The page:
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Washington's salmon anglers are back. Why the delay?

The regular salmon-fishing season in Washington started late this year because a rough year for salmon led to testy negotiations between the state and co-managing tribes.

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Coho salmon return to Issaquah Creek during the annual fall migration in Issaquah, Wash., on Oct. 4, 2012. The regular salmon-fishing season in Washington started late this year because of difficult negotiations between the state and local tribes.

Alan Berner/The Seattle Times/AP/File

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Washington's salmon anglers were finally able to cast on Friday, but not before two months of delay resurrected decades-old conflict between the state and native American tribes.

Salmon fisheries throughout inland Washington re-opened to commercial and recreational fishing after the state and tribes returned to the negotiating table to determine the balance between fishing interests and species protection. The two groups then sought a federal permit for the second time, Jeffrey Mayor reported for the News Tribune. Although the compromise laid down complex restrictions for time and place, anglers are satisfied to be back on the water.

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"I’m planning to be here at 4 in the morning,” Jim Dickinson, who runs a Washington boat ramp, told the News Tribune on Friday, “because the fishermen will be chomping at the bit to get out there.”

This year proved a difficult one for the fish in Washington's lakes and rivers, sparking conflict in this spring's round of fishing rights negotiations. Mandated by a 1974 treaty, the normally routine talks broke down in April because local tribes demanded greater protections for the salmon, Mark Yuasa reported for the Seattle Times.

The protracted disagreement delayed the fishing season by two months and dredged up a decades-old conflict between the state's fishermen and the resource rights of native American tribes. The debate was further complicated by intervention from the federal government, which provides limited protections for the salmon through the Endangered Species Act and holds a treaty with the local tribes.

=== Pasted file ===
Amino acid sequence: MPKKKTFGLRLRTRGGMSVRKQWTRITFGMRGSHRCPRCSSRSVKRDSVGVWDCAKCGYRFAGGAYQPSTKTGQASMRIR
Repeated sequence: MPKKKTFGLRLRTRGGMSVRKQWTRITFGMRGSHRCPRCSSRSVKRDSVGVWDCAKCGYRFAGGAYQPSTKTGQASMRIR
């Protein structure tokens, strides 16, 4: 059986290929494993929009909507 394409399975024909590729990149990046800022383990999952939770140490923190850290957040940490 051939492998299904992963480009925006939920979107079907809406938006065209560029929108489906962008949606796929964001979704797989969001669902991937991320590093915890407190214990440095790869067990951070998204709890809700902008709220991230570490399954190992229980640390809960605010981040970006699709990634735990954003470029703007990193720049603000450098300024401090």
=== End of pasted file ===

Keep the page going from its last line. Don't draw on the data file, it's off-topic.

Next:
These talks have occurred each spring for the last three decades following a federal mandate that the state and tribes co-manage the resource. This was the first time negotiations extended this far into the summer.

The dispute came after fisheries managers expressed concerns for the health of coho salmon this year. A "blob" of warm water in the ocean altered the ocean ecosystem and reduced the number of fish. By early March, the Washington Department of Fish and Wildlife predicted a run of 256,000 Puget Sound coho salmon - just one-third that of 2015.

“Unfavorable ocean conditions led to fewer coho salmon returning last year than we anticipated,” John Long, the department's policy lead for salmon fisheries, said in a press release. “We expect to see another down year for coho in 2016 and will likely have to restrict fishing for salmon in a variety of locations to protect wild coho stocks.”

Local tribes were even more emphatic about the need for fishing restrictions, and after talks broke down in April, the tribes applied for and received a separate fishing permit under the Endangered Species Act.

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"We have argued on the side of conservation and caution this year, and for the tribes that means closing fisheries,” said Lorraine Loomis, chair of the Northwest Indian Fisheries Commission, in a press release. “These fisheries closures are the direct consequence of the state of Washington allowing the destruction of salmon habitat for decades.”

When the tribes began fishing, they faced a backlash from angler groups who said the 32-year-old negotiations process had slanted to the tribes' favor in recent years.

"Moving forward it is clear that the co-management process is broken and in need of common sense reforms that promote conservation, transparency, and an equitable sharing of the harvest consistent with the Boldt Decision,” said Nello Picinich, executive director of Washington's Coastal Conservation Association, which organized a protest of 200 anglers, according to press release.

With anglers groups continuing to protest while tribes exercised their fishing rights, all sides returned to the negotiating table, By late May, the parties had thrashed out detailed fishing restrictions for this fall, paving the way for Washington's $100 million recreational fishing business to return to casting their lures.

“I’m not thrilled about this fall and winter closure, but at least we’ll stay open through the summer,” Art Tachell, a longtime employee at the Point Defiance Boathouse, told the News Tribune.